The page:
Updated May 28, 2019 I’m giving a seminar about my new working paper “What Happens in Vegas Doesn’t Always Stay in Vegas”“. The slides for the talk are posted below. I made the slides with R and the xaringan package. You can easily print the html to pdf with Chrome. The pdf version is below and available at this link. Long seminar slides .html or [.pdf](../../../../img/charts_may_22_2019/what happens in vegas preso long.

What Happens in Vegas Doesn't Always Stay in Vegas

I’ve got a new working paper with Hua Kiefer (FDIC) and Diana Wei (OCC) that studies the dynamics of house prices and foreclosure rates across space and time. We estimate a model using a panel of state/quarters where nearby states influence one another. Link to paper (pdf): What Happens in Vegas Doesn’t Always Stay in Vegas Note Updated May 17, 2019 I’m giving a talk on this paper at the American Real Estate and Urban Economics National Conference later this month.

Population Growth and House Prices 2010 to 2018

Recently the U.S. Census Bureau released updated population estimates through 2018 for the United States, states, counties, and metropolitan statistical areas (MSA). Press release I tweeted out the following chart comparing house prices and state population dynamics. demographics are an important driver of #housing market trends. here's a comparison of growth in state population and nominal house prices since the year 2000 left to right: more people bottom to top: higher home prices pic.

Is the U.S. housing recovery over? Housing fluctuations across time and frequencies

The current economic expansion is set to enter its tenth year this summer. Assuming we make it to June, this will become the longest U.S. economic expansion in recorded history stretching back to the 19th century. But how is the housing market doing? After a decade of recovery housing market activity still has room for improvement, but trends in 2018 were negative. Home sales, housing construction and house price growth all declined in 2018.

Housing construction and population growth

Earlier this month I attended the National Association for Business Economics (NABE) annual policy conference in Washington D.C. LINK. One of the keynote speeches was by Alan Greenspan. During his remarks, Greenspan mentioned that while economic forecasting was hard demographic projections were the surest thing in an uncertain business. Demographics of course are not easy, but it’s much easier to guess what the population of 30 years olds will be in 5 years than it is the predict the unemployment rate or GDP in 5 years.

Mortgage rates and housing construction

The U.S. housing market stalled out a bit in 2018 and we aren’t building enough homes to match demand. See my recent speech for details on what’s going on. Abbreviated version: in 2018 mortgage interest rates slowed housing activity, but demographic forces support housing demand and should provide a lift in years to come. Together with a recent moderation in mortgage rates there’s reason to be optimistic about housing market activity in 2019.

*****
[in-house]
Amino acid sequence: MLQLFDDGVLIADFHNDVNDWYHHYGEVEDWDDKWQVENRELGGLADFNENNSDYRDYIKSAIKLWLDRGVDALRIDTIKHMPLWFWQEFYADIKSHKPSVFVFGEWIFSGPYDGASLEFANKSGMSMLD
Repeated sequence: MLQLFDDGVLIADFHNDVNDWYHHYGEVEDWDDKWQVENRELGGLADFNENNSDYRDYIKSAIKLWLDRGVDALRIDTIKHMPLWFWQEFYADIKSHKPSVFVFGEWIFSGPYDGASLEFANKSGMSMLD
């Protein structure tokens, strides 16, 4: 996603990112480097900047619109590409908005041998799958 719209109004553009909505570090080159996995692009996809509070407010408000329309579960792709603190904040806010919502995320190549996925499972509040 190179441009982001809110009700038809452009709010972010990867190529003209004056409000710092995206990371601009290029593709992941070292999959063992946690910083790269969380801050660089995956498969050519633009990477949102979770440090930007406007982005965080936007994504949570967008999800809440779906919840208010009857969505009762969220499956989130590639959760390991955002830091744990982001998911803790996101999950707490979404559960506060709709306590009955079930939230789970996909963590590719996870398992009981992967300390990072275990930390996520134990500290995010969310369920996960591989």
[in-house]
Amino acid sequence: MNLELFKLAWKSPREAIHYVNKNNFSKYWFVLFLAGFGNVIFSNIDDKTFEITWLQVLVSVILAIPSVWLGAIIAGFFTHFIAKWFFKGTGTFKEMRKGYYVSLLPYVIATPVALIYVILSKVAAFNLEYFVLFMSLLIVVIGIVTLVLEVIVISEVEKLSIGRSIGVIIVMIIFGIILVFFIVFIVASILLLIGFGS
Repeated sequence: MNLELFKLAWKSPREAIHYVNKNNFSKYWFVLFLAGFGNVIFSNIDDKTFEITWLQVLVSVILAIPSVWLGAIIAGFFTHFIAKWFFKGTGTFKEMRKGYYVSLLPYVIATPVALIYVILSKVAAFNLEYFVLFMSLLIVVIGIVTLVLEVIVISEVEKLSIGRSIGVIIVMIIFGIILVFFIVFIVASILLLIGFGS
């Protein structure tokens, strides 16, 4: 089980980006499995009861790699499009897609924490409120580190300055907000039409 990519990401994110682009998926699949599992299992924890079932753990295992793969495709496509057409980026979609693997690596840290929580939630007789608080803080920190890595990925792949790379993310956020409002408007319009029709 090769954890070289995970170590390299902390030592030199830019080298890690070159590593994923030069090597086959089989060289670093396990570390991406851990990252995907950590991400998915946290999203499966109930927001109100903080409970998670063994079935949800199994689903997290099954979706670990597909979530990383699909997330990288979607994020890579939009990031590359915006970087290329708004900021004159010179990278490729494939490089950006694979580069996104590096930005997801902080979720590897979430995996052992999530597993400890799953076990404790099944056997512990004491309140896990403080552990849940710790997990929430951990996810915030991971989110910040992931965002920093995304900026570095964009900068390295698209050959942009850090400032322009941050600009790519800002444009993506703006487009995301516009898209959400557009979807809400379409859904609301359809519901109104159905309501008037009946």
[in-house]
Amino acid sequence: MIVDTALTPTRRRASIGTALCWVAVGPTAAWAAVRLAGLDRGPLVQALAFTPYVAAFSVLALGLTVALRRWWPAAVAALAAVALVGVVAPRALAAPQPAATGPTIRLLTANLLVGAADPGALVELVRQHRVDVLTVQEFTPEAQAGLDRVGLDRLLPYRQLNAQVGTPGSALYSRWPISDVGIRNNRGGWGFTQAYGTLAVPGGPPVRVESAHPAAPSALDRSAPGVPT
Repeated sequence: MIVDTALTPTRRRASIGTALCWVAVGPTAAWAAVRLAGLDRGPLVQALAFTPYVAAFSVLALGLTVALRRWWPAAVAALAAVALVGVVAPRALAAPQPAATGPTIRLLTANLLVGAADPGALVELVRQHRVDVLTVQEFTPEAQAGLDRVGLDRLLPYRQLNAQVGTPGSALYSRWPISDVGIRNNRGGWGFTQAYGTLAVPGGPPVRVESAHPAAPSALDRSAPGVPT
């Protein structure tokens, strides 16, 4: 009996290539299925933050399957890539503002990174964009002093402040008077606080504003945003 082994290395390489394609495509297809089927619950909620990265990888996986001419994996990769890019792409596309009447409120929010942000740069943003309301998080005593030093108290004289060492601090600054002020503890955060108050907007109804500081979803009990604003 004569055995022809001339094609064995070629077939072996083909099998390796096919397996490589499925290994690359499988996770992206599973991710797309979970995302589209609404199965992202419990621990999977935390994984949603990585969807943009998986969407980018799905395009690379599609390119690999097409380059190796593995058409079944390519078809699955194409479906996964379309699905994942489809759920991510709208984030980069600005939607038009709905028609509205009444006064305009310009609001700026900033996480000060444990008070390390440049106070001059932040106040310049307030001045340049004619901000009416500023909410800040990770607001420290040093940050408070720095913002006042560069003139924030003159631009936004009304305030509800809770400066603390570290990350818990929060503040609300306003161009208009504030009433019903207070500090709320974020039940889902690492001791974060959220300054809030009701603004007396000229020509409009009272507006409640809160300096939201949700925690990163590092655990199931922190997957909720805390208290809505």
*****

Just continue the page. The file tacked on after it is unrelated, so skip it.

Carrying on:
Vulnerable Housing

My recent economic and housing market talks see for example here have been titled: “Will the U.S. housing market get back on track in 2019?”. My general conclusion has been cautiously optimistic. There is enough strength in the broader economy and enough of a tailwind from demographic forces to push the U.S. housing market to modest growth next year. I still think that’s true, but as I have said in my talks, risks are weighted to the downside.

Housing Starts Stall

U.S. housing markets have slowed down in 2018. Housing construction, which is still running well below both historical averages and what the U.S. currently needs to meet rising demand has stalled out this year. The current level of housing construction is close to the level we’ve seen in recession periods. And the historical comparison stretching back decades is comparing a nation with significantly fewer households. Total U.S. households for example, in 1970 were about 1/2 (63 million) of what they were in 2017 (126 million) FRED chart.

Housing market dataviz: week of November 22, 2017

IT IS THANKSGIVING WEEK HERE IN THE UNITED STATES. I’m getting ready to go out for a nice casual drive down Interstate I-95. Should be fun. After I get back stuffed with turkey and whatnot, we’ll get back to data visualizations and analysis. But let me leave you a couple animated gifs showing recent housing and mortgage market trends. Mortgage rate trends First, let’s just look at a line plot of trends in the 30-year fixed mortgage rate:

Tour of U.S. metro area house price trends

HEY! HERE IS A VIDEO SHOWING HOUSE PRICE TRENDS around the United States. Earlier this year we looked at how to get the data and plot it using R. I made the video using the PowerPoint to .mp4 workflow I outlined here. Below I’ll review how to build this file. Get data We are going to use house price data from the publicly available Freddie Mac House Price Index.

Recent trends in U.S. housing markets: 2017Q3 update

LET US REVIEW HOUSING MARKET TRENDS in the United States through the first three quarters of 2017. Economic background The overall economic environment remains favorable for housing. Interest rates are low, the labor market has been solid and income growth, while modest, has begun to tick up. Low mortgage rates For most of 2017 mortgage rates have declined. Rates entered the year above 4 percent for the 30-year fixed rate mortgage, but after peaking in March, declined through September.

Home sales in expansions and recessions